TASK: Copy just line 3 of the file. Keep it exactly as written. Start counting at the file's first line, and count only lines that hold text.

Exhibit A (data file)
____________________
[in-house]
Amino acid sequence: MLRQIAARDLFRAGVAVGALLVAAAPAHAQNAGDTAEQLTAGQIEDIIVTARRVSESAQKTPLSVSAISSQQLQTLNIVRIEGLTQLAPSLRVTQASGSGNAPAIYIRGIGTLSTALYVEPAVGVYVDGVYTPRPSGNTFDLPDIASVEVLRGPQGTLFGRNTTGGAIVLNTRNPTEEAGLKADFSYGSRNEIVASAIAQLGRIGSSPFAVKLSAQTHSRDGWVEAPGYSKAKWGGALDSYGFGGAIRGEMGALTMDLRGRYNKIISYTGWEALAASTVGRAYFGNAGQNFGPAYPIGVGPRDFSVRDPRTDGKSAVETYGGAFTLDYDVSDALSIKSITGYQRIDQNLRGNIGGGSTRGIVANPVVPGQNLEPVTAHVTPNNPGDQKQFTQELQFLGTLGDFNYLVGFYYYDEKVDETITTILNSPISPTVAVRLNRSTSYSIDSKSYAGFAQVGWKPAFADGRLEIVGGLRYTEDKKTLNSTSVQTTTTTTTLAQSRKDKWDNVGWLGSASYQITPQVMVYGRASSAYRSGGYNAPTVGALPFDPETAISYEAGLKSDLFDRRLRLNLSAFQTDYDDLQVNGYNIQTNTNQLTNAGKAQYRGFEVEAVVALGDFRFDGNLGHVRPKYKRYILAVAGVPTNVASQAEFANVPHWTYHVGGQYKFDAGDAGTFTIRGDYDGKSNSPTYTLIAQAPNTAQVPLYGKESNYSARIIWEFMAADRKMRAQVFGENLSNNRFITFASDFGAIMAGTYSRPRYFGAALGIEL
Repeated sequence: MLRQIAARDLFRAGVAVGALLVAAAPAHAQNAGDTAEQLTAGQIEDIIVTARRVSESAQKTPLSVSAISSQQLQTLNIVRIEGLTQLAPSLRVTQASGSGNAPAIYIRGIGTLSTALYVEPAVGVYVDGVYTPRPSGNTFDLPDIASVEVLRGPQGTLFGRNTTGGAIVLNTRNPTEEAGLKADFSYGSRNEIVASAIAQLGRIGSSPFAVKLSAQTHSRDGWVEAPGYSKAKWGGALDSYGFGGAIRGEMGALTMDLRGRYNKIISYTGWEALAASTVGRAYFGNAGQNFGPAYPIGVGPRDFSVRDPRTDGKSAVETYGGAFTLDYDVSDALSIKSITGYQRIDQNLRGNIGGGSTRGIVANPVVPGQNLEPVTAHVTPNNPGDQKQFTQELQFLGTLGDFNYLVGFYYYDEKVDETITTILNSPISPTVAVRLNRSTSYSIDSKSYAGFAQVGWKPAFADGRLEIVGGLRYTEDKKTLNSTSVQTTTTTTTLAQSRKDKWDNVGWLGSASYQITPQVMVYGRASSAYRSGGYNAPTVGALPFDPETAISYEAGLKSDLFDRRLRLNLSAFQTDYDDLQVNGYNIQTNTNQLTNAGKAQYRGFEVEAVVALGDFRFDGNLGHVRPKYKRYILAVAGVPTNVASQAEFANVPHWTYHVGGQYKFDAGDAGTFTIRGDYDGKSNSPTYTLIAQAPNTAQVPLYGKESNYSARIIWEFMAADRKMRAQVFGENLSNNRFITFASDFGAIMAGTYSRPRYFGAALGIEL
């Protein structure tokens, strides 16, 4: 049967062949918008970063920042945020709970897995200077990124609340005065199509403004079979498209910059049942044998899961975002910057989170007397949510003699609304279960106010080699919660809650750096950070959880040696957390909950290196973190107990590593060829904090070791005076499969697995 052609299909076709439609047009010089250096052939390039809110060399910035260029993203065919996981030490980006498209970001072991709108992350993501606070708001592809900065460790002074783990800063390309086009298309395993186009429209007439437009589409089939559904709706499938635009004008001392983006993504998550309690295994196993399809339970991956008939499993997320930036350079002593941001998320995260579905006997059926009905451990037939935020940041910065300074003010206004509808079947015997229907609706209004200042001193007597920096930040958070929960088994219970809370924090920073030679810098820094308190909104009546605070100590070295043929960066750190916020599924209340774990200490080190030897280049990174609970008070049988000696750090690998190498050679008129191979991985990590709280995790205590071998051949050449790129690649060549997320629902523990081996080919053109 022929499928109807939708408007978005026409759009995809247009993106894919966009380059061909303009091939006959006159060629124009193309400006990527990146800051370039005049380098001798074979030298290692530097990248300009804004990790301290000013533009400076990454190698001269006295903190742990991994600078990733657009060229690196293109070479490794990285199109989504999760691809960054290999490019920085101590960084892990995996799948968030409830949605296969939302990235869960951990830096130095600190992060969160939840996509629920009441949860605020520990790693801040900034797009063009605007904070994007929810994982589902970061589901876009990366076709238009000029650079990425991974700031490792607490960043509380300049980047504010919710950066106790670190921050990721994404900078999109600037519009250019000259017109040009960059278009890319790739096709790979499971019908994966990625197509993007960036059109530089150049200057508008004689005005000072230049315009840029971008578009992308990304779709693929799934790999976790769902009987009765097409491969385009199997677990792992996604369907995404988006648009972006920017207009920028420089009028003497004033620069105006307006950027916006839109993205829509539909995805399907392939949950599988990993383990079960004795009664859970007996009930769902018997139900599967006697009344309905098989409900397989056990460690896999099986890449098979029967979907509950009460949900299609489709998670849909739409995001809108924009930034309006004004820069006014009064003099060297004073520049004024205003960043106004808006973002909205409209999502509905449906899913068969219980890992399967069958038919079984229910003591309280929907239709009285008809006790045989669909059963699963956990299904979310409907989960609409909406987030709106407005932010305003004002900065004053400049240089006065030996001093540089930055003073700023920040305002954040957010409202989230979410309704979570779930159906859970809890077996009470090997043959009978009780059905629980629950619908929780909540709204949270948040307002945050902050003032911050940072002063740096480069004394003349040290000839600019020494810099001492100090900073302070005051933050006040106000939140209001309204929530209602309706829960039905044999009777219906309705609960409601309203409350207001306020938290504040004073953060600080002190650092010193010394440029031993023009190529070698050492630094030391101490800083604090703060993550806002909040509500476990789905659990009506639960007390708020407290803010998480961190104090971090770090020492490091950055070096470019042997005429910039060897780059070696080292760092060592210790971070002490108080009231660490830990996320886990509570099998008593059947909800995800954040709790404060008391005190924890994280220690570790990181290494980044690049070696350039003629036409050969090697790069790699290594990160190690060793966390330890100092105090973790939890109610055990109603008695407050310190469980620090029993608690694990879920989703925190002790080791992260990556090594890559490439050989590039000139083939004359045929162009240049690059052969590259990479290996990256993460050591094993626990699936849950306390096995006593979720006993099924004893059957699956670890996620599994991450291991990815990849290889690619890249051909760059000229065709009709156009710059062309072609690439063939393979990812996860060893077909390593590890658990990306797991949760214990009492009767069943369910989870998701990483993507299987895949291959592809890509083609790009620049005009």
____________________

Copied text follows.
Repeated sequence: MLRQIAARDLFRAGVAVGALLVAAAPAHAQNAGDTAEQLTAGQIEDIIVTARRVSESAQKTPLSVSAISSQQLQTLNIVRIEGLTQLAPSLRVTQASGSGNAPAIYIRGIGTLSTALYVEPAVGVYVDGVYTPRPSGNTFDLPDIASVEVLRGPQGTLFGRNTTGGAIVLNTRNPTEEAGLKADFSYGSRNEIVASAIAQLGRIGSSPFAVKLSAQTHSRDGWVEAPGYSKAKWGGALDSYGFGGAIRGEMGALTMDLRGRYNKIISYTGWEALAASTVGRAYFGNAGQNFGPAYPIGVGPRDFSVRDPRTDGKSAVETYGGAFTLDYDVSDALSIKSITGYQRIDQNLRGNIGGGSTRGIVANPVVPGQNLEPVTAHVTPNNPGDQKQFTQELQFLGTLGDFNYLVGFYYYDEKVDETITTILNSPISPTVAVRLNRSTSYSIDSKSYAGFAQVGWKPAFADGRLEIVGGLRYTEDKKTLNSTSVQTTTTTTTLAQSRKDKWDNVGWLGSASYQITPQVMVYGRASSAYRSGGYNAPTVGALPFDPETAISYEAGLKSDLFDRRLRLNLSAFQTDYDDLQVNGYNIQTNTNQLTNAGKAQYRGFEVEAVVALGDFRFDGNLGHVRPKYKRYILAVAGVPTNVASQAEFANVPHWTYHVGGQYKFDAGDAGTFTIRGDYDGKSNSPTYTLIAQAPNTAQVPLYGKESNYSARIIWEFMAADRKMRAQVFGENLSNNRFITFASDFGAIMAGTYSRPRYFGAALGIEL